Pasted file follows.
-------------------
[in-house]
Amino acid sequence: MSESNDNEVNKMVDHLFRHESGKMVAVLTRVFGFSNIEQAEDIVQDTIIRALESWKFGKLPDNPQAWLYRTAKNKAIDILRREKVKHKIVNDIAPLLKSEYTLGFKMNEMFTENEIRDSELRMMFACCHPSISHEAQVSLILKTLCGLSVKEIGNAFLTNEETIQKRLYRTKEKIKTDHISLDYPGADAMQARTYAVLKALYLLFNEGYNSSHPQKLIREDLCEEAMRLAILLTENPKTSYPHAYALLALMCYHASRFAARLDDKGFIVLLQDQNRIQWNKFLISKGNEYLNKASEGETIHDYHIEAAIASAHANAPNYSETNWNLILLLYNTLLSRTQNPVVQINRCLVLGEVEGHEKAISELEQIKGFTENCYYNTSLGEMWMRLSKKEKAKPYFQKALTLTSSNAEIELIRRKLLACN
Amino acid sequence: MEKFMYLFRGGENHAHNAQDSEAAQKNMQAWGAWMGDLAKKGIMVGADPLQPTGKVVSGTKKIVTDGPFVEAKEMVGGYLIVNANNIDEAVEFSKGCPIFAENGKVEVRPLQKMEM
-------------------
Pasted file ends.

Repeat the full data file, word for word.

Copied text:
[in-house]
Amino acid sequence: MSESNDNEVNKMVDHLFRHESGKMVAVLTRVFGFSNIEQAEDIVQDTIIRALESWKFGKLPDNPQAWLYRTAKNKAIDILRREKVKHKIVNDIAPLLKSEYTLGFKMNEMFTENEIRDSELRMMFACCHPSISHEAQVSLILKTLCGLSVKEIGNAFLTNEETIQKRLYRTKEKIKTDHISLDYPGADAMQARTYAVLKALYLLFNEGYNSSHPQKLIREDLCEEAMRLAILLTENPKTSYPHAYALLALMCYHASRFAARLDDKGFIVLLQDQNRIQWNKFLISKGNEYLNKASEGETIHDYHIEAAIASAHANAPNYSETNWNLILLLYNTLLSRTQNPVVQINRCLVLGEVEGHEKAISELEQIKGFTENCYYNTSLGEMWMRLSKKEKAKPYFQKALTLTSSNAEIELIRRKLLACN
Amino acid sequence: MEKFMYLFRGGENHAHNAQDSEAAQKNMQAWGAWMGDLAKKGIMVGADPLQPTGKVVSGTKKIVTDGPFVEAKEMVGGYLIVNANNIDEAVEFSKGCPIFAENGKVEVRPLQKMEM